The Prison Epistles of Paul
Apostolic School of Theology
Joshua L. Poole
The Epistles of the New Testament are arguably the most spiritually in depth readings in the entire Bible. Paul, the author of the Epistles, gives a detailed account of his life which was centered on the teachings of Jesus Christ. The contents of his writings explain the perils, trials, persecutions, of a devout man determined to finish his course on earth, living in the will of God. Some such writings were the Epistles Paul wrote while in prison for teaching the message of Jesus Christ unto Salvation. These letters written to the churches of that day were instructions given to address the issues of true Christian living. Paul gives his readers the hope of God even in the most perilous of times. It also shows that even while incarcerated, there are still works to be done for the advancement of the Kingdom of God. Paul, through Christ Jesus, overcame the greatest of obstacles to bring future audiences the hope and assurance they would need, believing in the word of God. The structure, message, purpose, and contribution, would reach people from generation to generation, seeking and saving the lost!
The Prison Epistles of Paul
The Book of Colossians
The book of Colossians is believed to written sometime in between 56 and 61 A.D. while Paul was imprisoned in Rome (Tenney, 1985). In this letter to the church at Colossae, Paul addresses the issue of Gnosticism in the church. Gnosticism, according the Merriam-Webster’s Dictionary and Thesaurus (2013), is the thought and practice especially of various cults’ of late pre-Christian and early Christian centuries distinguished by the conviction that matter is evil and that emancipation comes through gnosis or knowledge. Paul’s desire in this prison letter was to correct the false teachings that were rising up in the church at Colossae. The problem of heresy was brought the forefront of the letter and would be the main focus of his writing. Structure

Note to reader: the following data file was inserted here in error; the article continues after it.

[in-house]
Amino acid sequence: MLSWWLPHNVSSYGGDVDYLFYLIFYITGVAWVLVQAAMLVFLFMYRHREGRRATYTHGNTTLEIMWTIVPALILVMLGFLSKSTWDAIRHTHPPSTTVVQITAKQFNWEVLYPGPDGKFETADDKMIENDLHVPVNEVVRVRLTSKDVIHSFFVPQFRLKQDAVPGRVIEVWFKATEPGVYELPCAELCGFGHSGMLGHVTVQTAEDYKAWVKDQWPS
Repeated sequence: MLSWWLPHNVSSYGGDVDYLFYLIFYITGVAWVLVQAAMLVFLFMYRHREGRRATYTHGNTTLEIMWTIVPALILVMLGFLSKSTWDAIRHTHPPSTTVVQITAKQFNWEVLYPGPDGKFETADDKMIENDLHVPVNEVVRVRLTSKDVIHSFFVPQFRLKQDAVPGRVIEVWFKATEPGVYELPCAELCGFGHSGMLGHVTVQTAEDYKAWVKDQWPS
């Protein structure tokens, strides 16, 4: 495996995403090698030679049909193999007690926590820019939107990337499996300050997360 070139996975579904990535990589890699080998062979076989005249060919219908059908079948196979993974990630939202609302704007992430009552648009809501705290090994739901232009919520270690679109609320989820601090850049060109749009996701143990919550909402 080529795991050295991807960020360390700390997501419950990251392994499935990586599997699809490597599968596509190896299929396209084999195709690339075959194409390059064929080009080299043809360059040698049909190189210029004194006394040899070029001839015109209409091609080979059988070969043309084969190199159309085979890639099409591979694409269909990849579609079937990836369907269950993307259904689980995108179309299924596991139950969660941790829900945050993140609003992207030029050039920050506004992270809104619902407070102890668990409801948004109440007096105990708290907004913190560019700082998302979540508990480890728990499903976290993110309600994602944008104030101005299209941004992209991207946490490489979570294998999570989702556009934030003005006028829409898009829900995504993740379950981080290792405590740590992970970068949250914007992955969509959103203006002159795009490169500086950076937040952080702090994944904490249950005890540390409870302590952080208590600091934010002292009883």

There is a specific structure of the book of Colossians which can be broken up into two parts. The first (10:3-2:23) is the polemic against false teaching, and the second (3:1-4:17) is made up of exhortations of proper Christian living. According to Webster (2013), “polemic” means to aggressively attack or refute the opinions or principles of another. This is typical of Paul and his approach, presenting a theological foundation, with the position on which practical exhortations are built (Tenney, 1985) Message and Purpose
The message and purpose of the book of Colossians was Paul’s counter attack on the “Colossian Heresy” that he considered being an opposition to the Gospel of Jesus Christ. This false teaching is identified as “philosophy” (2:8), presumably drawn from some Hellenistic traditions as indicated by the reference to “the fullness” (1:19); “the rudiments of the world” (Gk stoicheia; (2:8, 20) “wisdom” (2:3, 23); and ascetic practices (2:23) (Dockery, 1992). The major theme of the book of Colossians centers on the supremacy of Christ in all things. Paul undoubtedly sought to address issues such as family life, conduct and speech, and the putting on of the love of God in his message. He gives the basis for resisting relational legalism (2:16-23), turning the attention of the believers focus back to their personal relationship with Jesus Christ where it should be. Remember as mentioned earlier, the correct theology was laid out in chapters 1 and 2, and followed by exhortations of how to live a Christian life were given in chapters 3 and 4. In saying that, one can draw the premise of the book of the book of Colossians as one of correction, followed by instruction. Contribution
Colossians provides the audience with one of the Bible’s fullest expressions of the deity and supremacy of Jesus Christ. The evidence of this is found in chapter 1 verses 15 through 20. Paul talks about the majesty of praise that sets forth Jesus Christ as the...
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